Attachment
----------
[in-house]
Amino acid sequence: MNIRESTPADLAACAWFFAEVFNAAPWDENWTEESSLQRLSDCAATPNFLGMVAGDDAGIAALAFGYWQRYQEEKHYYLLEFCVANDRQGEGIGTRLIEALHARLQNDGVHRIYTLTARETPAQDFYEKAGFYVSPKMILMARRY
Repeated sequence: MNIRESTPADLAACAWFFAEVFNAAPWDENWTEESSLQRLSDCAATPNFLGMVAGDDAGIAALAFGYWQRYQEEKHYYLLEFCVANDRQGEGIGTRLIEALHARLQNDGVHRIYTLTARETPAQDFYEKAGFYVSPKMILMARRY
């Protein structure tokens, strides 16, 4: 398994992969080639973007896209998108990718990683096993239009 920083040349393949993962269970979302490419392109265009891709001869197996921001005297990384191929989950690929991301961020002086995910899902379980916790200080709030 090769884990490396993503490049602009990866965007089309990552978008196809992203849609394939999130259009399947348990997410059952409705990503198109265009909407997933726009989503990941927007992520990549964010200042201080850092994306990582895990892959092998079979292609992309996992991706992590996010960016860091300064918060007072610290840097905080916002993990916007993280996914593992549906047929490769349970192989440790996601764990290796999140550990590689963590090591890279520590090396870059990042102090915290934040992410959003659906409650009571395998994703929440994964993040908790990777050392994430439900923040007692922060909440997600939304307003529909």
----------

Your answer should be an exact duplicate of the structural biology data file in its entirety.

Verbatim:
[in-house]
Amino acid sequence: MNIRESTPADLAACAWFFAEVFNAAPWDENWTEESSLQRLSDCAATPNFLGMVAGDDAGIAALAFGYWQRYQEEKHYYLLEFCVANDRQGEGIGTRLIEALHARLQNDGVHRIYTLTARETPAQDFYEKAGFYVSPKMILMARRY
Repeated sequence: MNIRESTPADLAACAWFFAEVFNAAPWDENWTEESSLQRLSDCAATPNFLGMVAGDDAGIAALAFGYWQRYQEEKHYYLLEFCVANDRQGEGIGTRLIEALHARLQNDGVHRIYTLTARETPAQDFYEKAGFYVSPKMILMARRY
């Protein structure tokens, strides 16, 4: 398994992969080639973007896209998108990718990683096993239009 920083040349393949993962269970979302490419392109265009891709001869197996921001005297990384191929989950690929991301961020002086995910899902379980916790200080709030 090769884990490396993503490049602009990866965007089309990552978008196809992203849609394939999130259009399947348990997410059952409705990503198109265009909407997933726009989503990941927007992520990549964010200042201080850092994306990582895990892959092998079979292609992309996992991706992590996010960016860091300064918060007072610290840097905080916002993990916007993280996914593992549906047929490769349970192989440790996601764990290796999140550990590689963590090591890279520590090396870059990042102090915290934040992410959003659906409650009571395998994703929440994964993040908790990777050392994430439900923040007692922060909440997600939304307003529909």